Example:	-z dcerpc,srt,12345778-1234-abcd-ef00-0123456789ac,1.0
	       will collect data for the CIFS SAMR Interface.

	       This option can be used multiple	times on the command line.

	       If the optional filter is provided, the stats will only be
	       calculated on those calls that match that filter.

	       Example:
	       -z dcerpc,srt,12345778-1234-abcd-ef00-0123456789ac,1.0,ip.addr==1.2.3.4
	       will collect SAMR SRT statistics	for a specific host.

	   -z bootp,stat[,filter]
	       Show DHCP (BOOTP) statistics.

	   -z diameter,avp[,cmd.code,field,field,...]
	       This option enables extraction of most important	diameter
	       fields from large capture files.	Exactly	one text line for each
	       diameter	message	with matched diameter.cmd.code will be
	       printed.

	       Empty diameter command code or '*' can be specified to mach any
	       diameter.cmd.code

	       Example:	-z diameter,avp	 extract default field set from
	       diameter	messages.

	       Example:	-z diameter,avp,280  extract default field set from
	       diameter	DWR messages.

	       Example:	-z diameter,avp,272  extract default field set from
	       diameter	CC messages.

	       Extract most important fields from diameter CC messages:

	       tshark -r file.cap.gz -q	-z
	       diameter,avp,272,CC-Request-Type,CC-Request-Number,Session-Id,Subscription-Id-Data,Rating-Group,Result-Code

	       Following fields	will be	printed	out for	each diameter message:

		 "frame"	Frame number.
		 "time"		Unix time of the frame arrival.
		 "src"		Source address.
		 "srcport"	Source port.
		 "dst"		Destination address.
		 "dstport"	Destination port.
		 "proto"	Constant string	'diameter', which can be used for post processing of tshark output.  E.g. grep/sed/awk.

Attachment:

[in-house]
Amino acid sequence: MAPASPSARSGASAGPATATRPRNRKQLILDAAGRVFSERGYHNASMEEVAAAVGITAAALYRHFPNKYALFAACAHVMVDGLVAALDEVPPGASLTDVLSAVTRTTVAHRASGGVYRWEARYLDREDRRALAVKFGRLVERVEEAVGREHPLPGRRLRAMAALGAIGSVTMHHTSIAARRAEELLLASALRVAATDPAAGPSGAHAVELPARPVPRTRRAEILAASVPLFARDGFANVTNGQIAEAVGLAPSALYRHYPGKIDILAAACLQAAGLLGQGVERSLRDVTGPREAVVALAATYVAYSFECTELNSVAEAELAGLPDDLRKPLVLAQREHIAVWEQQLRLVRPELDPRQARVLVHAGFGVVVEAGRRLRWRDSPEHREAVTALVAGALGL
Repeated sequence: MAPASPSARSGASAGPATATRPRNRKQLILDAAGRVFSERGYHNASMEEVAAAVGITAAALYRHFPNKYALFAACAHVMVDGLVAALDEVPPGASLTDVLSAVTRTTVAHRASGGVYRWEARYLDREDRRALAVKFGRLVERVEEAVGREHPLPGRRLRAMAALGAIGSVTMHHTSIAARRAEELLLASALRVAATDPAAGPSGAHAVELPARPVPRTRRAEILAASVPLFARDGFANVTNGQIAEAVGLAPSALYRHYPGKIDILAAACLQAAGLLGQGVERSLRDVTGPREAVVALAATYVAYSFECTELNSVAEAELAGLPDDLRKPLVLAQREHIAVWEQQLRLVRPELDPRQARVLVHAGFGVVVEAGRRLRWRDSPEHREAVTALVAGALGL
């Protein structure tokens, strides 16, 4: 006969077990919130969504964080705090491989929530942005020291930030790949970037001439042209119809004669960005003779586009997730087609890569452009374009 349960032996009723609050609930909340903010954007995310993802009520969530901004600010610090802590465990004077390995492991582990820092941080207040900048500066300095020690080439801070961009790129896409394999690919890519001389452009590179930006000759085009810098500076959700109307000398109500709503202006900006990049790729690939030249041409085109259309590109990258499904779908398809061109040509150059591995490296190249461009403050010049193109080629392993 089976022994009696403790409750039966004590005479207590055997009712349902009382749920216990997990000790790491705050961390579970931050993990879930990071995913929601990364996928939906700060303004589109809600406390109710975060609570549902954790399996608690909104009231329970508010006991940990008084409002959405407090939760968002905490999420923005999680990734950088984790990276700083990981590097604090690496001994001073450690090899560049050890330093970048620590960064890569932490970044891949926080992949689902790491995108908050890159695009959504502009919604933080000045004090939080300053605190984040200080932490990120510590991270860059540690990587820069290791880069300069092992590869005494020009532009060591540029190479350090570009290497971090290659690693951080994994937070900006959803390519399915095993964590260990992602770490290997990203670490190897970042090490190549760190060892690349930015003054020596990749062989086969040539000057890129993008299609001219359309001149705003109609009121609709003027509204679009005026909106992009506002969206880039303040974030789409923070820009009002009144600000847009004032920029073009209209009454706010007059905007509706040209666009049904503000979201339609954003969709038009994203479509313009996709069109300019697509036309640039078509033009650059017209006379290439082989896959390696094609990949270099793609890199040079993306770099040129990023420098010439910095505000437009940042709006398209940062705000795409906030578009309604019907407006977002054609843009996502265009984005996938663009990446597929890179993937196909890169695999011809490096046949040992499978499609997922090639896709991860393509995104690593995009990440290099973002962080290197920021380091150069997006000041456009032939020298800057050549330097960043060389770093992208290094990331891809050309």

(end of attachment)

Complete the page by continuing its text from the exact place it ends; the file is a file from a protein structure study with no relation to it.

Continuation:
"msgnr"	seq. number of diameter	message	within the frame.  E.g.	'2' for	the third diameter message in the same frame.
		 "is_request"	'0' if message is a request, '1' if message is an answer.
		 "cmd"		diameter.cmd_code, E.g.	'272' for credit control messages.
		 "req_frame"	Number of frame	where matched request was found	or '0'.
		 "ans_frame"	Number of frame	where matched answer was found or '0'.
		 "resp_time"	response time in seconds, '0' in case if matched Request/Answer	is not found in	trace.	E.g. in	the begin or end of capture.

	       -z diameter,avp option is much faster than -V -T	text or	-T
	       pdml options.

	       -z diameter,avp option is more powerful than -T field and -z
	       proto,colinfo options.

	       Multiple	diameter messages in one frame are supported.

	       Several fields with same	name within one	diameter message are
	       supported, e.g.	diameter.Subscription-Id-Data or
	       diameter.Rating-Group.

	       Note: tshark -q option is recommended to	suppress default
	       tshark output.

	   -z dns,tree[,filter]
	       Create a	summary	of the captured	DNS packets. General
	       information are collected such as qtype and qclass
	       distribution. For some data (as qname length or DNS payload)
	       max, min	and average values are also displayed.

	   -z endpoints,type[,filter]
	       Create a	table that lists all endpoints that could be seen in
	       the capture.  type specifies the	endpoint types for which we
	       want to generate	the statistics;	currently the supported	ones
	       are:

		 "bluetooth"  Bluetooth	addresses
		 "eth"	 Ethernet addresses
		 "fc"	 Fibre Channel addresses